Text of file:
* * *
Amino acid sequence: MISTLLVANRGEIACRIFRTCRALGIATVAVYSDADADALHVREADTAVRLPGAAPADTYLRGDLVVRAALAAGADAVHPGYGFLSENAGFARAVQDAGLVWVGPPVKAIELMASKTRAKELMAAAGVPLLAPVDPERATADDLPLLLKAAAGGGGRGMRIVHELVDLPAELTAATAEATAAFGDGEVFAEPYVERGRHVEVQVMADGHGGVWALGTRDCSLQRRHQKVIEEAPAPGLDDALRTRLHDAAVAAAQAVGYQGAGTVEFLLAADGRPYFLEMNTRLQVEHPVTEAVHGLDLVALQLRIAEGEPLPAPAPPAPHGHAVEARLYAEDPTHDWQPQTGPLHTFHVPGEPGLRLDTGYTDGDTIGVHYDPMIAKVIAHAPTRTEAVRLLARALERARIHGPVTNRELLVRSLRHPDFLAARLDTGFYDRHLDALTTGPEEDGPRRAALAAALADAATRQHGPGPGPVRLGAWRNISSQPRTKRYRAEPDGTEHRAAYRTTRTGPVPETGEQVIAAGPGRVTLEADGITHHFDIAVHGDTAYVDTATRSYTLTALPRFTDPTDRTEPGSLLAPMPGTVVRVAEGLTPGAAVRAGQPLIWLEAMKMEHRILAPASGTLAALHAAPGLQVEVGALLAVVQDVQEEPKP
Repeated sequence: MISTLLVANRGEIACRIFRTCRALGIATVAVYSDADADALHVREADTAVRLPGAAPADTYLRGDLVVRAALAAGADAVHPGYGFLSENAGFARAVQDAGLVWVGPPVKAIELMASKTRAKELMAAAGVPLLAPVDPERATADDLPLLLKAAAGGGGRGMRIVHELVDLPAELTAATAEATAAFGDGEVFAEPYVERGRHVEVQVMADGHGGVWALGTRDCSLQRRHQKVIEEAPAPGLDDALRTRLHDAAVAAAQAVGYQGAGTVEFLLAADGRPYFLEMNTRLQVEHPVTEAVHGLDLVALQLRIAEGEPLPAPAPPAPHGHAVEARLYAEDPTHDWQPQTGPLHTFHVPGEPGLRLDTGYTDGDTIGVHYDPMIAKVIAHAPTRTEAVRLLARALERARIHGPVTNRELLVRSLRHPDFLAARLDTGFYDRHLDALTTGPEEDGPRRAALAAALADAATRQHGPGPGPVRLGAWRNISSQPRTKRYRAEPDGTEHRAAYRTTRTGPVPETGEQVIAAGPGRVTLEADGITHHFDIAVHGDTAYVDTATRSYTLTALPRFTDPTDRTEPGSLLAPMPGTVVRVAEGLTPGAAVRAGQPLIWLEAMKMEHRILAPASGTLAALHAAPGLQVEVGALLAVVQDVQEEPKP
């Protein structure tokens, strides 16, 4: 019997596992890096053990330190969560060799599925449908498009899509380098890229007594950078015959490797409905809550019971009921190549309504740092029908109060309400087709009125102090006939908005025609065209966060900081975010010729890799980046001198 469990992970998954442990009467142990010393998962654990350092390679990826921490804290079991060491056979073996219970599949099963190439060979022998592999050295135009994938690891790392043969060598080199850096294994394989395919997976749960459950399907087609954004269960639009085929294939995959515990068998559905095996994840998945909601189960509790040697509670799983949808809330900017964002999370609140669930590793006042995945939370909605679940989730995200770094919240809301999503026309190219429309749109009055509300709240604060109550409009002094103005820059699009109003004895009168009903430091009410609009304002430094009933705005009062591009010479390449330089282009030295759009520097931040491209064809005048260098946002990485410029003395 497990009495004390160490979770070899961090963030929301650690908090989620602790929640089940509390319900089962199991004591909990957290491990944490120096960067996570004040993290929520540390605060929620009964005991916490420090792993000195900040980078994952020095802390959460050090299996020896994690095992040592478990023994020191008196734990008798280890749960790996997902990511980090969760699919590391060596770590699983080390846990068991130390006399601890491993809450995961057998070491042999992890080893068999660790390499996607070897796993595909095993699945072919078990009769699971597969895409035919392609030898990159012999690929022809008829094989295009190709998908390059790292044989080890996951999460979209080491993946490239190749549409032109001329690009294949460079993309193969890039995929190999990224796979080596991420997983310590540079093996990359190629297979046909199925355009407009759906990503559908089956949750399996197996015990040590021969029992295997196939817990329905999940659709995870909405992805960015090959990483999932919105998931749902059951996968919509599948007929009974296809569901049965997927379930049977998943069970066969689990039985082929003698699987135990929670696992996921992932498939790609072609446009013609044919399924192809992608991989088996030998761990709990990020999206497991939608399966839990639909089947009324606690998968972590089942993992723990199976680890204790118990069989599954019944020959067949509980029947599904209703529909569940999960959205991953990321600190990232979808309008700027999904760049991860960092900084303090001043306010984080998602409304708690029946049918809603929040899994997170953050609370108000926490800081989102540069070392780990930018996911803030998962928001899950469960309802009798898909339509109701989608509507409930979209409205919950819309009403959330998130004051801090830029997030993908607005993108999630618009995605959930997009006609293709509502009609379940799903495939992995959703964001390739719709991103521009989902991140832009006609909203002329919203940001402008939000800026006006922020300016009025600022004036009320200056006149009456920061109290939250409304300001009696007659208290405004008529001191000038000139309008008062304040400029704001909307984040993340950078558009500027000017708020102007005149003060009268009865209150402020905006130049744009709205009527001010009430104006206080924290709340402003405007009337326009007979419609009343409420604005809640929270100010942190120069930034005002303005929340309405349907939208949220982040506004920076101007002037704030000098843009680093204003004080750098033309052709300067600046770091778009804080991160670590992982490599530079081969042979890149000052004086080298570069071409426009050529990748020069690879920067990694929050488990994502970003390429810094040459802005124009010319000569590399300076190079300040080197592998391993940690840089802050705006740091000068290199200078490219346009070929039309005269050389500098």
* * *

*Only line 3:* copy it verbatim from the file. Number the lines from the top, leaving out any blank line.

């Protein structure tokens, strides 16, 4: 019997596992890096053990330190969560060799599925449908498009899509380098890229007594950078015959490797409905809550019971009921190549309504740092029908109060309400087709009125102090006939908005025609065209966060900081975010010729890799980046001198 469990992970998954442990009467142990010393998962654990350092390679990826921490804290079991060491056979073996219970599949099963190439060979022998592999050295135009994938690891790392043969060598080199850096294994394989395919997976749960459950399907087609954004269960639009085929294939995959515990068998559905095996994840998945909601189960509790040697509670799983949808809330900017964002999370609140669930590793006042995945939370909605679940989730995200770094919240809301999503026309190219429309749109009055509300709240604060109550409009002094103005820059699009109003004895009168009903430091009410609009304002430094009933705005009062591009010479390449330089282009030295759009520097931040491209064809005048260098946002990485410029003395 497990009495004390160490979770070899961090963030929301650690908090989620602790929640089940509390319900089962199991004591909990957290491990944490120096960067996570004040993290929520540390605060929620009964005991916490420090792993000195900040980078994952020095802390959460050090299996020896994690095992040592478990023994020191008196734990008798280890749960790996997902990511980090969760699919590391060596770590699983080390846990068991130390006399601890491993809450995961057998070491042999992890080893068999660790390499996607070897796993595909095993699945072919078990009769699971597969895409035919392609030898990159012999690929022809008829094989295009190709998908390059790292044989080890996951999460979209080491993946490239190749549409032109001329690009294949460079993309193969890039995929190999990224796979080596991420997983310590540079093996990359190629297979046909199925355009407009759906990503559908089956949750399996197996015990040590021969029992295997196939817990329905999940659709995870909405992805960015090959990483999932919105998931749902059951996968919509599948007929009974296809569901049965997927379930049977998943069970066969689990039985082929003698699987135990929670696992996921992932498939790609072609446009013609044919399924192809992608991989088996030998761990709990990020999206497991939608399966839990639909089947009324606690998968972590089942993992723990199976680890204790118990069989599954019944020959067949509980029947599904209703529909569940999960959205991953990321600190990232979808309008700027999904760049991860960092900084303090001043306010984080998602409304708690029946049918809603929040899994997170953050609370108000926490800081989102540069070392780990930018996911803030998962928001899950469960309802009798898909339509109701989608509507409930979209409205919950819309009403959330998130004051801090830029997030993908607005993108999630618009995605959930997009006609293709509502009609379940799903495939992995959703964001390739719709991103521009989902991140832009006609909203002329919203940001402008939000800026006006922020300016009025600022004036009320200056006149009456920061109290939250409304300001009696007659208290405004008529001191000038000139309008008062304040400029704001909307984040993340950078558009500027000017708020102007005149003060009268009865209150402020905006130049744009709205009527001010009430104006206080924290709340402003405007009337326009007979419609009343409420604005809640929270100010942190120069930034005002303005929340309405349907939208949220982040506004920076101007002037704030000098843009680093204003004080750098033309052709300067600046770091778009804080991160670590992982490599530079081969042979890149000052004086080298570069071409426009050529990748020069690879920067990694929050488990994502970003390429810094040459802005124009010319000569590399300076190079300040080197592998391993940690840089802050705006740091000068290199200078490219346009070929039309005269050389500098």